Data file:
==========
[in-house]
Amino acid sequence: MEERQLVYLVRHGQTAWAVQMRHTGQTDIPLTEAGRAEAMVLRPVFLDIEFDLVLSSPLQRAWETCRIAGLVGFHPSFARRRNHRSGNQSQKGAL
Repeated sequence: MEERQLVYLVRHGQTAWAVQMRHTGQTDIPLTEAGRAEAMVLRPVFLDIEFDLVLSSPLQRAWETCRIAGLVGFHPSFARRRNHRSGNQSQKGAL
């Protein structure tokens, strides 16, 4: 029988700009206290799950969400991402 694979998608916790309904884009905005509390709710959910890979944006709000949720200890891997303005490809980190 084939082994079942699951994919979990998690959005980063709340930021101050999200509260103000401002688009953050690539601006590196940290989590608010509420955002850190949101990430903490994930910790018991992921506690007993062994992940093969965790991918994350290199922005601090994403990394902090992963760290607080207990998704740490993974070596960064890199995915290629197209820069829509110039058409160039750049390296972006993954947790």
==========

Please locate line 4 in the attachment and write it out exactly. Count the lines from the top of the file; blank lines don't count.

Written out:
């Protein structure tokens, strides 16, 4: 029988700009206290799950969400991402 694979998608916790309904884009905005509390709710959910890979944006709000949720200890891997303005490809980190 084939082994079942699951994919979990998690959005980063709340930021101050999200509260103000401002688009953050690539601006590196940290989590608010509420955002850190949101990430903490994930910790018991992921506690007993062994992940093969965790991918994350290199922005601090994403990394902090992963760290607080207990998704740490993974070596960064890199995915290629197209820069829509110039058409160039750049390296972006993954947790």